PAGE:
Chairman Frank Lucas on a House Nutrition Deal- "Right Now, That Equation is Not There."Wed, 24 Jul 2013 13:10:07 CDT
"Right now, that equation is not there." Those are the words of the Chairman of the House Ag Committee, Congressman Frank Lucas of Oklahoma, with his explanation of where the House is on pulling together a deal on the left behind Nutrition title from the 2013 Farm Bill. Lucas told Farm Director Ron Hays in a Wednesday conversation that he will continue to work on finding 218 votes that will pledge to support a Nutrition title into next week, before turning his attention to working directly with the Senate Ag Committee leadership in attempting to crafting a Conference Report that can pass both the US House and the US Senate.
Lucas admits without specific language from the House on Nutrition that it will be difficult to push a winning deal across the finish line- but adds he is totally committed to getting a deal finished with Senator Stabenow- and that he is hopeful that those pushed for a thin slice of one policy or another within the farm bill- but then did not support the overriding bill have learned their lesson and will stand with him and other Conference Committee members in promoting passage of the final product.
Lucas also talked with Hays about the Commodity Title- what he wants and what he feels can be obtained in the negotiations with the Senate. Lucas continues to repeat his key objection-"it's not a federal farm bill if only certain areas or certain commodities can utlize the programs." He adds that "we can achieve that" but that there is no reason to move forward if not all regions and all crops can be a part of it.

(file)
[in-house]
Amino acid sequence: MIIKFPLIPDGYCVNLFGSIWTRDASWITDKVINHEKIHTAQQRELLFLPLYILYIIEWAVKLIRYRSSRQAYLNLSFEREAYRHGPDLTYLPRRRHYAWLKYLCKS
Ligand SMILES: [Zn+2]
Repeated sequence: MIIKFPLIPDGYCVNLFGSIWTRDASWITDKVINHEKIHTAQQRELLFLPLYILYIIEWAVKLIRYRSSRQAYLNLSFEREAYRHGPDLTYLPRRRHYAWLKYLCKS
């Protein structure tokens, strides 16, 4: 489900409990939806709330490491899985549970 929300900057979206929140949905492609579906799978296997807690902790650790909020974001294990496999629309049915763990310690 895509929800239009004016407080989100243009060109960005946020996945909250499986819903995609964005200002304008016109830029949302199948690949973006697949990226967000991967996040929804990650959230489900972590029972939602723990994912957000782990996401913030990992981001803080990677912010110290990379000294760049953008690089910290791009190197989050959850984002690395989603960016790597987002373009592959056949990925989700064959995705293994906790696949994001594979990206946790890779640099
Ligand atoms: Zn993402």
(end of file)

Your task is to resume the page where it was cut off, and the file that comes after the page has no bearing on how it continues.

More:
He also discussed his intention to defend the last big pot of cash for non nutrition programs within the farm bill proposal- crop insurance.
Hays and Lucas also talked about why the Chairman promoted the idea of making the 2013 Farm Bill a replacement for the current permanent farm law that is based on measures first adopted in 1938 and 1949. Lucas said he is fearful that is one of the last farm bills that can passed through both bodies of Congress- so he tells Hays that it makes sense to him to set policy place that can be lived with longer than just the next five years. "I'm trying to craft good policy in a way that we can live with it for not just the next five years but for the ten or fifteen years. I want to use that as permanent law to protect us from a day when we cannot pass any farm legislation. At that point, it becomes a defensive battle protecting what we have- not trying to scare people by using the bad old policies from Franklin Rooselvelt and Harry Truman's time to force something to happen."
You can hear the full conversation between Hays and Lucas by clicking on the LISTEN BAR below.
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